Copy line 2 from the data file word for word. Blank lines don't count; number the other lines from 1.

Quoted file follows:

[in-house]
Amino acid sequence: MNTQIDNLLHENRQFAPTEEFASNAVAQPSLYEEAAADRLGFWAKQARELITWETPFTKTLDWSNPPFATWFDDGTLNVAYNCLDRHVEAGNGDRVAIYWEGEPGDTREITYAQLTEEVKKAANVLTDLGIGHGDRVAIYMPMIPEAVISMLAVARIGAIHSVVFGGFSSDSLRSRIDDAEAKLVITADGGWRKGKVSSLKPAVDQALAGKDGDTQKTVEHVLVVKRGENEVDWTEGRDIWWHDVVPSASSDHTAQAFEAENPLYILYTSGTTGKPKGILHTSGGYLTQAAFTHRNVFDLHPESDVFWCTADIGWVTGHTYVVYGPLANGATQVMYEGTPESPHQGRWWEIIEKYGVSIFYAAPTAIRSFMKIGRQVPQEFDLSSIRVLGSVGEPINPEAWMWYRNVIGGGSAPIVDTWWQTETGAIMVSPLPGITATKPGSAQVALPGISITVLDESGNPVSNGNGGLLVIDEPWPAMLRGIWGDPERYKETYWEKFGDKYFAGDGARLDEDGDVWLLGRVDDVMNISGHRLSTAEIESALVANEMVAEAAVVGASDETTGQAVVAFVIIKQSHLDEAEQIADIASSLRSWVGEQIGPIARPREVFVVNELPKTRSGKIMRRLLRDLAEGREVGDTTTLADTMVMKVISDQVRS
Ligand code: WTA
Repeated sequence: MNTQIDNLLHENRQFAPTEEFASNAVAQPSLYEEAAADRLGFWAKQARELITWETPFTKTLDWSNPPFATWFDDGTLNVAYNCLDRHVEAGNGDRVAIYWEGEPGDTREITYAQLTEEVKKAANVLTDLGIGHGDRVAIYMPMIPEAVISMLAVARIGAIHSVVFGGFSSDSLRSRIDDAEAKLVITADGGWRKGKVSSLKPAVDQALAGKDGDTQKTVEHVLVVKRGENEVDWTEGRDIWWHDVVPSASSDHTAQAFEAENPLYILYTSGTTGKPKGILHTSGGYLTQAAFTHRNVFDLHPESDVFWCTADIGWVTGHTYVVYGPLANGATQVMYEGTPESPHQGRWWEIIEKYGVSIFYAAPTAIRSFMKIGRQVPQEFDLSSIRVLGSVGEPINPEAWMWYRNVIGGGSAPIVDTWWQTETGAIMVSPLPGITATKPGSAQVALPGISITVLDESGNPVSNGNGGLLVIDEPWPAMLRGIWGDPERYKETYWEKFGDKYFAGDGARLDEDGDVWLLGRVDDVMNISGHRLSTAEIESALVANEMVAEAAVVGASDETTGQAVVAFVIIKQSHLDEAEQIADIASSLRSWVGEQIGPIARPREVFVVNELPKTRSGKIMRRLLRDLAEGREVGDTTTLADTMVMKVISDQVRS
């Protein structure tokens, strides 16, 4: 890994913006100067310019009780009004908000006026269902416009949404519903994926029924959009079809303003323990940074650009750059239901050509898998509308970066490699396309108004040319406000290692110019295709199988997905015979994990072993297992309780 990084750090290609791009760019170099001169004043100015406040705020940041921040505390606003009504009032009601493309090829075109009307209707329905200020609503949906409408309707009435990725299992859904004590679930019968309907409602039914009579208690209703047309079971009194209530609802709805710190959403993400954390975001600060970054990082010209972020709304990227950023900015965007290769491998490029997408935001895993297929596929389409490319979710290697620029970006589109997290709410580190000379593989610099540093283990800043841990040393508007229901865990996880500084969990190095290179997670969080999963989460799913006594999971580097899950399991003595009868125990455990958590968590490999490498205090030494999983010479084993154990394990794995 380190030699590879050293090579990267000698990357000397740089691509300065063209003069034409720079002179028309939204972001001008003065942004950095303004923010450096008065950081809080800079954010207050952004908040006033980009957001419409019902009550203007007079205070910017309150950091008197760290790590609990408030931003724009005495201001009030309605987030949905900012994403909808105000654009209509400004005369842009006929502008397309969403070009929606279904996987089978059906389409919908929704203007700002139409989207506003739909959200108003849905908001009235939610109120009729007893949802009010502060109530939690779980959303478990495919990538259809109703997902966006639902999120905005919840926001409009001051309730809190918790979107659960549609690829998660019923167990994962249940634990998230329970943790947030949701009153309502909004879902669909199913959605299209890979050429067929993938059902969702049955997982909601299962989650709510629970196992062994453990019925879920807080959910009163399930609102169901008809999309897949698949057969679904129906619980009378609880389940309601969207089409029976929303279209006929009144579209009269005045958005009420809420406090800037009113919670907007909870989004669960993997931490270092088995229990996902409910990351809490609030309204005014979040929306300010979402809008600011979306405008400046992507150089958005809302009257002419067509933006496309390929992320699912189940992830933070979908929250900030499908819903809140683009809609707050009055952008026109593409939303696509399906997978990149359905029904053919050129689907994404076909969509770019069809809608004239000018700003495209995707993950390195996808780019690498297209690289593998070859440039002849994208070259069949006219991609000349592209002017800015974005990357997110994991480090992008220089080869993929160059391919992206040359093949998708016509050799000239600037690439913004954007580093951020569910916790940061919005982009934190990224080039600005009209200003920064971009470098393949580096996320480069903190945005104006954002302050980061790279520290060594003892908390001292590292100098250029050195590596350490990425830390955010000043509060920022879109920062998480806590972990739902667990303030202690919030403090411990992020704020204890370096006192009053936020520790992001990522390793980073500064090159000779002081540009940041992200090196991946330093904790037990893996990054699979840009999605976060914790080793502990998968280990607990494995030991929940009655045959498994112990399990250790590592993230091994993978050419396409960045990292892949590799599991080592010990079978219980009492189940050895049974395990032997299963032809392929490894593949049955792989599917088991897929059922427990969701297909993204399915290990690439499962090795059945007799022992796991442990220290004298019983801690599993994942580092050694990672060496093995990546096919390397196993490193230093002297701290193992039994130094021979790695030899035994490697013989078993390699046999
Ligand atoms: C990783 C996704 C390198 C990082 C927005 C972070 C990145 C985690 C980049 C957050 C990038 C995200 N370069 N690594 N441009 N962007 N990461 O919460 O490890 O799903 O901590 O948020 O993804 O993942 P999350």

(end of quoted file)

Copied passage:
Amino acid sequence: MNTQIDNLLHENRQFAPTEEFASNAVAQPSLYEEAAADRLGFWAKQARELITWETPFTKTLDWSNPPFATWFDDGTLNVAYNCLDRHVEAGNGDRVAIYWEGEPGDTREITYAQLTEEVKKAANVLTDLGIGHGDRVAIYMPMIPEAVISMLAVARIGAIHSVVFGGFSSDSLRSRIDDAEAKLVITADGGWRKGKVSSLKPAVDQALAGKDGDTQKTVEHVLVVKRGENEVDWTEGRDIWWHDVVPSASSDHTAQAFEAENPLYILYTSGTTGKPKGILHTSGGYLTQAAFTHRNVFDLHPESDVFWCTADIGWVTGHTYVVYGPLANGATQVMYEGTPESPHQGRWWEIIEKYGVSIFYAAPTAIRSFMKIGRQVPQEFDLSSIRVLGSVGEPINPEAWMWYRNVIGGGSAPIVDTWWQTETGAIMVSPLPGITATKPGSAQVALPGISITVLDESGNPVSNGNGGLLVIDEPWPAMLRGIWGDPERYKETYWEKFGDKYFAGDGARLDEDGDVWLLGRVDDVMNISGHRLSTAEIESALVANEMVAEAAVVGASDETTGQAVVAFVIIKQSHLDEAEQIADIASSLRSWVGEQIGPIARPREVFVVNELPKTRSGKIMRRLLRDLAEGREVGDTTTLADTMVMKVISDQVRS